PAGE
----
In 1988, Procedure, the result of the collaborative efforts of Professors Cover, Fiss, and Judith Resnik, was finally published. Without a doubt this truly monumental casebook is legal education's publishing event of the year. Not only is the book of great moment to civil procedure teachers, but it is a casebook that makes a dramatic statement about late-twentieth-century legal education.
The casebook's very title bespeaks its bold challenge to entrenched educational orthodoxies: it is not a text on civil procedure, nor on criminal procedure, nor on administrative procedure — but on Procedure. It is a casebook distantly rooted in Dean Roscoe Pound's sociological jurisprudence and the Realist movement of the 1920s and 1930s. More than anything else, this casebook is a product of Yale. After almost fifty years of false starts, Yale finally has produced a realist casebook for proceduralists. Whether it will suffer the fate of other realist casebook ventures remains to be seen.
Nonetheless, metaprocedure has now formally arrived and for procedure teachers this presents the quite simple question: Metaprocedure — what is to be done?In a legal specialization normally lacking in intellectual excitement, 1988 proved to be a stimulating year for proceduralists. This year market the fiftieth anniversary of both the Federal Rules of Civil Procedure and the Erie decision, events celebrated in no fewer than five academic conferences. Not coincidentally, a significant portion of one conference was devoted to an exploration of metaprocedure and its implications for the law school curriculum.
The coalescence of these events in one year has generated excitement, enthusiasm, skepticism, dismay, and despair. In the realm of procedure, eternal verities have proven less than eternal; the traditional canon is under attack; and intellectual pluralism reigns supreme. Senior professors have seen it all before; mid-career academicians are for the most part (to borrow from the 1960s which nurtured this generation of the professoriate) ‘doing their own thing’; and the youngest generation to join procedural ranks is — well — justifiably confused.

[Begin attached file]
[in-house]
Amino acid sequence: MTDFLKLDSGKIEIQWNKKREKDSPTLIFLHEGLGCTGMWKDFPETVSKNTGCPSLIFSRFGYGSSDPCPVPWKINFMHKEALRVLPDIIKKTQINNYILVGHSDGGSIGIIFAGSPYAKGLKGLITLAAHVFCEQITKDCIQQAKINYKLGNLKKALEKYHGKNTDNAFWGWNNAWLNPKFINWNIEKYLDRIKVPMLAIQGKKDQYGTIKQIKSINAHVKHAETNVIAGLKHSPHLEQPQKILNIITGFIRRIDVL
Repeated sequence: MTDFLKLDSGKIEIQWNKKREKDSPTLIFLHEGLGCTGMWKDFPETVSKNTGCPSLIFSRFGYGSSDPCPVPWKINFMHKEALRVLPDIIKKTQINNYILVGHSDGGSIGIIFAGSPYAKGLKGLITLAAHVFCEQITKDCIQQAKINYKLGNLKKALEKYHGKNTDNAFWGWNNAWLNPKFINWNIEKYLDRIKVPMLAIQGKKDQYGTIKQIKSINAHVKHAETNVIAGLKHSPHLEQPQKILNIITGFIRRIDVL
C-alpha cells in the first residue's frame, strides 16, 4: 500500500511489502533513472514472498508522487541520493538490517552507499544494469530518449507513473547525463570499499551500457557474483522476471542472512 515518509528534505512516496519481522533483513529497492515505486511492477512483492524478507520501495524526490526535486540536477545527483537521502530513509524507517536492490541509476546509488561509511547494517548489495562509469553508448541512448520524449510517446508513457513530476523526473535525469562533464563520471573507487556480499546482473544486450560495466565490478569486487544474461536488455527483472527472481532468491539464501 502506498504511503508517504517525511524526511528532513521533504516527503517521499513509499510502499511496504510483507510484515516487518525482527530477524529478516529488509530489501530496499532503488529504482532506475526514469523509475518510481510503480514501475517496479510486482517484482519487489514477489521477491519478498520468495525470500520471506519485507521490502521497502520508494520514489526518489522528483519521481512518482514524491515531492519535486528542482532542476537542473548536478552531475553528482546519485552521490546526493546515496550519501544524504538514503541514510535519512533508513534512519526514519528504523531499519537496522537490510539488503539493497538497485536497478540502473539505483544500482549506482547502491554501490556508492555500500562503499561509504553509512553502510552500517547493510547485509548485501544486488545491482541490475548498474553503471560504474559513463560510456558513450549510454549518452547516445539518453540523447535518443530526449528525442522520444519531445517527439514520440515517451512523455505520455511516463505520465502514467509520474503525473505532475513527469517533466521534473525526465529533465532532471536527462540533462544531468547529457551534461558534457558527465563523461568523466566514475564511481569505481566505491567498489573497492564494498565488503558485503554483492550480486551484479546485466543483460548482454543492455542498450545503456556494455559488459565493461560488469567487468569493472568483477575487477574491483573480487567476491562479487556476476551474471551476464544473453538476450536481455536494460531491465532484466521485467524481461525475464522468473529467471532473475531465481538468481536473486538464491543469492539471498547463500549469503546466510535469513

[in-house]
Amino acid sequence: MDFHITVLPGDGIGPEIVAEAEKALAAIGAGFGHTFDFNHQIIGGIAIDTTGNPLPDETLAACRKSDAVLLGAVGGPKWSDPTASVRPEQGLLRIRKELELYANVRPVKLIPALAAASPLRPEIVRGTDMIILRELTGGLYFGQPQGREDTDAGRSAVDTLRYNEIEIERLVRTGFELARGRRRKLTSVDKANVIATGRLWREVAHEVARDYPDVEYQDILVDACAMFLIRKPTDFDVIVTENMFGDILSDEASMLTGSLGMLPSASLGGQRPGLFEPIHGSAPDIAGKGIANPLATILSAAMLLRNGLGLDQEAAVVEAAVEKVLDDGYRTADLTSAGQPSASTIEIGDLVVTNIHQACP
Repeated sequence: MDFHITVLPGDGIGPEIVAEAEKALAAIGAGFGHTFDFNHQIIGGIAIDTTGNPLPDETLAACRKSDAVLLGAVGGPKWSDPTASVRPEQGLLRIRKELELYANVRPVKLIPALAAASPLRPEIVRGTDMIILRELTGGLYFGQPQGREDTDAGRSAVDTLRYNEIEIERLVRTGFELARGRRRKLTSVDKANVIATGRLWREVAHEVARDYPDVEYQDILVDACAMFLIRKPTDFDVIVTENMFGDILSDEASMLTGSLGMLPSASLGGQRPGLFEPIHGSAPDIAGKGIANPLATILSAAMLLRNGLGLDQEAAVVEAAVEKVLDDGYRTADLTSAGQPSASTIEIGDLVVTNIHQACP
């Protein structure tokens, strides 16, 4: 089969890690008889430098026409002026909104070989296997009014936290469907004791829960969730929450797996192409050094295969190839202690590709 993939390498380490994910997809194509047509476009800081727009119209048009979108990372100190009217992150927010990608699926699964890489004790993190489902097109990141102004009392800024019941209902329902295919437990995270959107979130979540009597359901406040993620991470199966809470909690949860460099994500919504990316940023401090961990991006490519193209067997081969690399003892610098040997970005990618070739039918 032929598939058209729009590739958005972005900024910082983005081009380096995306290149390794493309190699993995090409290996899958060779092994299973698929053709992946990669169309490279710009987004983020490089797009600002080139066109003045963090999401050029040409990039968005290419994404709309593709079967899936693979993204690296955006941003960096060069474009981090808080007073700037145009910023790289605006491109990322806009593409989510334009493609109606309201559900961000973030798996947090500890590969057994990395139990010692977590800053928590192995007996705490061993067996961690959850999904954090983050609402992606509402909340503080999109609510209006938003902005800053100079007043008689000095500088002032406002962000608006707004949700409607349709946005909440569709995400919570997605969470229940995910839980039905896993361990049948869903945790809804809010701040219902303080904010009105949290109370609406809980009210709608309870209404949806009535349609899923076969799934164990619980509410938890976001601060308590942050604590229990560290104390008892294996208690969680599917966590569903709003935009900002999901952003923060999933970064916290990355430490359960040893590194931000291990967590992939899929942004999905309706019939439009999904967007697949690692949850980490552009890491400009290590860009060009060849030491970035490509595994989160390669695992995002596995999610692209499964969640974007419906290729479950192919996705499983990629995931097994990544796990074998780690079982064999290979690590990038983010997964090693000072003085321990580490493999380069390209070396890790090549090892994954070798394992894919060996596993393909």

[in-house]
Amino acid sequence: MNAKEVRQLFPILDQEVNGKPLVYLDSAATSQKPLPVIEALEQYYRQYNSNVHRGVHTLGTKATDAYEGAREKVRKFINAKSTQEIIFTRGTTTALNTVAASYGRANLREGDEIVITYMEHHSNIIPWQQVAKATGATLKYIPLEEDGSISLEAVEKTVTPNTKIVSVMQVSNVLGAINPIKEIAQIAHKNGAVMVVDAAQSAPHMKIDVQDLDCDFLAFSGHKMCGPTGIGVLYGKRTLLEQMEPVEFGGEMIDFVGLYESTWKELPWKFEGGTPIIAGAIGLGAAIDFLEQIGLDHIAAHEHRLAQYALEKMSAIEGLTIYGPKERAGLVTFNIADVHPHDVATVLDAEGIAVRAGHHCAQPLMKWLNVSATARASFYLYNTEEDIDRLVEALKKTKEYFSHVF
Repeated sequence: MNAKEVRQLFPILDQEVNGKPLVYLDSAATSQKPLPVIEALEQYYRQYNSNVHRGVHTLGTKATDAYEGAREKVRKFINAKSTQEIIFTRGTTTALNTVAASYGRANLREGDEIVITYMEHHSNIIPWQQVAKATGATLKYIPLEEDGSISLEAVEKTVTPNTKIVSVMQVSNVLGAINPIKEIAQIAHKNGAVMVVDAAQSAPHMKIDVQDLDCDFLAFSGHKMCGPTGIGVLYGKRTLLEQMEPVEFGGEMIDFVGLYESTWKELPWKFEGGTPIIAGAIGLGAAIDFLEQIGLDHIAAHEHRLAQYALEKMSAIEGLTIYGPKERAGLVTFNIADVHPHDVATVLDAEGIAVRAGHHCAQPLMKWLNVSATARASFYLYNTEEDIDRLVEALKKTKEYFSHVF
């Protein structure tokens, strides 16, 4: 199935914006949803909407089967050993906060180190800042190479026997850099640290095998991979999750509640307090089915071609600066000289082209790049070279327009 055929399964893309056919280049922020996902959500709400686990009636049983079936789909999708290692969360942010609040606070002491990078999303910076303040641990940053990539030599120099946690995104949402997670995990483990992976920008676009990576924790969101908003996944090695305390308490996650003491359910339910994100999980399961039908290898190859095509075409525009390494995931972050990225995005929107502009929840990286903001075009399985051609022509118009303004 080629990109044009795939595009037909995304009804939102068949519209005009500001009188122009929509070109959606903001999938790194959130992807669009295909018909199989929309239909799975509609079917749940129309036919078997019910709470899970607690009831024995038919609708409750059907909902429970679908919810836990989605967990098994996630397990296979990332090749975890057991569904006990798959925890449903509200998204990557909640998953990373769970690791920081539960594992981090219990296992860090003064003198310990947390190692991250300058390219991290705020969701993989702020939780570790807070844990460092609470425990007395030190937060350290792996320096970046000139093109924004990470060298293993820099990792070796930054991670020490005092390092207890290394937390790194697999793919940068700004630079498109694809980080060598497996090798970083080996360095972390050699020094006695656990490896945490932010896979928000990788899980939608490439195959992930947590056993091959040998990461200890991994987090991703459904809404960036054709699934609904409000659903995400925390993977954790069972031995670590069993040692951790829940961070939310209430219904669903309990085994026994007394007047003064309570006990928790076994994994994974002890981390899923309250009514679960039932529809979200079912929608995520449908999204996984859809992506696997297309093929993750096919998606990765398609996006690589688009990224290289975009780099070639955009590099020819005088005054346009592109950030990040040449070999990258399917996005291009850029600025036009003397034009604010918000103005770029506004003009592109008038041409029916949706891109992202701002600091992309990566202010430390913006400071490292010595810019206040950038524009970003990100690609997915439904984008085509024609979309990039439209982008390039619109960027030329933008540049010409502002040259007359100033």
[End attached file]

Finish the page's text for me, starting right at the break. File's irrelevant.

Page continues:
The appearance of Procedure, then, is central to the introspective self-searching in which proceduralists are engaged. The fiftieth anniversary of the Federal Rules prompted a reassessment of their efficacy in achieving the stated goals of a ‘just, speedy, and inexpensive determination of every action.’ This milestone has also fueled renewed interest in Professor Cover's critique questioning the transubstantive nature of the rules. Finally, the publication of Procedure has, in effect, set the procedural debate for years to come by challenging the narrow, received tradition of exclusive focus on civil adjudication.
This is an essay about the Cover, Fiss, and Resnik casebook Procedure. But, more broadly, it is an essay about the larger academic setting that will either embrace or reject the intellectual approach embodied in the text. It is an essay about the sea changes currently felt across the discipline, where a significant number of teachers now call themselves ‘proceduralists.’ This is a series of reflections on the import of metaprocedure for the traditional canon and for legal education generally.
The first section of this essay places the theory of metaprocedure in its historical context. It shows that the development of a broadly conceived understanding of procedure derives from the realist movement at Yale. This section also describes other attempts at realist curriculum and casebook revision and their reception at law schools. With this background in mind, the second part of the essay describes and critiques the Cover, Fiss, and Resnik casebook. The general conclusion is that the authors have presented an exciting, challenging, and highly intellectual conception of the discipline.
The casebook fills a long-standing gap of theoretically undernourished procedure texts. The authors have redefined a field of study; reshaped thinking about procedural issues; and recast the dialogue among academic colleagues. The ultimate question is whether this revolution will take hold or whether metaprocedure will pass from the scene as another failed realist attempt at reforming the traditional curriculum.
Finally, the third section of the essay attempts to assess the impact of metaprocedure on the current teaching of civil procedure. Thus, apart from its historical roots, metaprocedure is viewed in contemporary context. Here, different approaches to procedural scholarship and education are described, raising challenging issues for the integration of metaprocedure into existing curriculums. Again, the primary question is whether metaprocedure can intelligibly be integrated into current procedure courses, or whether it requires wholesale curriculum reform in order to be truly appreciated as an intellectual framework for understanding the law.
Linda S. Mullenix, God, Metaprocedure, and Metarealism at Yale, 87 Michigan Law Review 1139 (1989) (essay reviewing Procedure, by Robert M. Cover, Owen M. Fiss & Judith A. Resnik).